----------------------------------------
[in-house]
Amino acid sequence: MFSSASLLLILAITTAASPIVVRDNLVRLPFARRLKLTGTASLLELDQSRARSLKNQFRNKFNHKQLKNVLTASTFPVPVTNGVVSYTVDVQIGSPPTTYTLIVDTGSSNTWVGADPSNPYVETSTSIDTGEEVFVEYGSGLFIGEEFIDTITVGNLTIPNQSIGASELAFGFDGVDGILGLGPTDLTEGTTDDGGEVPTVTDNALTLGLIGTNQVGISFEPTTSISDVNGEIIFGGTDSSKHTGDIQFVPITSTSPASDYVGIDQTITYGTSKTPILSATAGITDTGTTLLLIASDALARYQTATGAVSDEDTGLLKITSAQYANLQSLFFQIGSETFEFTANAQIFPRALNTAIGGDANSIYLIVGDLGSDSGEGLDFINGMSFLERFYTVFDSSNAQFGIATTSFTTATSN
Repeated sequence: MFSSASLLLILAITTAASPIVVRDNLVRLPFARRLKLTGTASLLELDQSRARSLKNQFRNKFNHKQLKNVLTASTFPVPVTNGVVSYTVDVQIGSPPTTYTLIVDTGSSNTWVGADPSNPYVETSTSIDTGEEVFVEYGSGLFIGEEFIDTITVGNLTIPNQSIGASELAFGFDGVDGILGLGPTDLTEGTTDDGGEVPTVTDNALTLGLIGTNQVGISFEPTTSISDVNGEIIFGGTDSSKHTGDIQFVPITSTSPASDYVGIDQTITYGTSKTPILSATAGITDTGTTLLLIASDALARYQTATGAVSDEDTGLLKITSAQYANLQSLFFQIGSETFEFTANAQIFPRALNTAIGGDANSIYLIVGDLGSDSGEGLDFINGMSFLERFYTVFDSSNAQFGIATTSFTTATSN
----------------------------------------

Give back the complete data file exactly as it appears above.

[in-house]
Amino acid sequence: MFSSASLLLILAITTAASPIVVRDNLVRLPFARRLKLTGTASLLELDQSRARSLKNQFRNKFNHKQLKNVLTASTFPVPVTNGVVSYTVDVQIGSPPTTYTLIVDTGSSNTWVGADPSNPYVETSTSIDTGEEVFVEYGSGLFIGEEFIDTITVGNLTIPNQSIGASELAFGFDGVDGILGLGPTDLTEGTTDDGGEVPTVTDNALTLGLIGTNQVGISFEPTTSISDVNGEIIFGGTDSSKHTGDIQFVPITSTSPASDYVGIDQTITYGTSKTPILSATAGITDTGTTLLLIASDALARYQTATGAVSDEDTGLLKITSAQYANLQSLFFQIGSETFEFTANAQIFPRALNTAIGGDANSIYLIVGDLGSDSGEGLDFINGMSFLERFYTVFDSSNAQFGIATTSFTTATSN
Repeated sequence: MFSSASLLLILAITTAASPIVVRDNLVRLPFARRLKLTGTASLLELDQSRARSLKNQFRNKFNHKQLKNVLTASTFPVPVTNGVVSYTVDVQIGSPPTTYTLIVDTGSSNTWVGADPSNPYVETSTSIDTGEEVFVEYGSGLFIGEEFIDTITVGNLTIPNQSIGASELAFGFDGVDGILGLGPTDLTEGTTDDGGEVPTVTDNALTLGLIGTNQVGISFEPTTSISDVNGEIIFGGTDSSKHTGDIQFVPITSTSPASDYVGIDQTITYGTSKTPILSATAGITDTGTTLLLIASDALARYQTATGAVSDEDTGLLKITSAQYANLQSLFFQIGSETFEFTANAQIFPRALNTAIGGDANSIYLIVGDLGSDSGEGLDFINGMSFLERFYTVFDSSNAQFGIATTSFTTATSN